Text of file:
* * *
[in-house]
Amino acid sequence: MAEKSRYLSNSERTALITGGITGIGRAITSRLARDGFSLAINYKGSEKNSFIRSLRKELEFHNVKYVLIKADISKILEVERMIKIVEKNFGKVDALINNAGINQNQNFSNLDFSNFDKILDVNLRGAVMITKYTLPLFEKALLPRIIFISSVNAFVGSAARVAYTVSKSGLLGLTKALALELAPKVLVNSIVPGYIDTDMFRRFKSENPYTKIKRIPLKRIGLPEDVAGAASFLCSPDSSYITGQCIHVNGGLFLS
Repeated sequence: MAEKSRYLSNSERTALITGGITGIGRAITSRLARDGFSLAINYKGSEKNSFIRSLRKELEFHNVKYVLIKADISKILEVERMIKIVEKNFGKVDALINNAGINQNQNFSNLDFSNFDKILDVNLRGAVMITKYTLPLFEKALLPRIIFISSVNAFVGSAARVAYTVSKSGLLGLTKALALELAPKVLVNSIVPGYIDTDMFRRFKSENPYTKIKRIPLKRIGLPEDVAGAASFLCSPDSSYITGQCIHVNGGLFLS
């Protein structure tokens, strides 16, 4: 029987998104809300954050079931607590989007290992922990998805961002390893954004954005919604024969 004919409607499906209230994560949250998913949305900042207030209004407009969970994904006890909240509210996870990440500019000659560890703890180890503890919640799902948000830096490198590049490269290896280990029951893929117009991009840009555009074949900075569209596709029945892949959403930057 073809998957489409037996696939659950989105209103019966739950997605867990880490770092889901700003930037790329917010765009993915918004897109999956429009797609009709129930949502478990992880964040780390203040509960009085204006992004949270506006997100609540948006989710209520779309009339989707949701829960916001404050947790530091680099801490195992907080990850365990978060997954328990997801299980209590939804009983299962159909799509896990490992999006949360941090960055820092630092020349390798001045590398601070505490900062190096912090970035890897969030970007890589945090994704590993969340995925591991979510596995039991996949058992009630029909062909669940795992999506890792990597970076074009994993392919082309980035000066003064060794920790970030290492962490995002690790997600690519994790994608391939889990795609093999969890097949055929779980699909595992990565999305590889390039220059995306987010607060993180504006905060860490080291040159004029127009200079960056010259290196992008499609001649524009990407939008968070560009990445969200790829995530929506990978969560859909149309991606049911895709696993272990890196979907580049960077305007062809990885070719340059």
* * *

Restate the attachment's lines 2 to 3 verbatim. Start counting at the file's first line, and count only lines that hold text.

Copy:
Amino acid sequence: MAEKSRYLSNSERTALITGGITGIGRAITSRLARDGFSLAINYKGSEKNSFIRSLRKELEFHNVKYVLIKADISKILEVERMIKIVEKNFGKVDALINNAGINQNQNFSNLDFSNFDKILDVNLRGAVMITKYTLPLFEKALLPRIIFISSVNAFVGSAARVAYTVSKSGLLGLTKALALELAPKVLVNSIVPGYIDTDMFRRFKSENPYTKIKRIPLKRIGLPEDVAGAASFLCSPDSSYITGQCIHVNGGLFLS
Repeated sequence: MAEKSRYLSNSERTALITGGITGIGRAITSRLARDGFSLAINYKGSEKNSFIRSLRKELEFHNVKYVLIKADISKILEVERMIKIVEKNFGKVDALINNAGINQNQNFSNLDFSNFDKILDVNLRGAVMITKYTLPLFEKALLPRIIFISSVNAFVGSAARVAYTVSKSGLLGLTKALALELAPKVLVNSIVPGYIDTDMFRRFKSENPYTKIKRIPLKRIGLPEDVAGAASFLCSPDSSYITGQCIHVNGGLFLS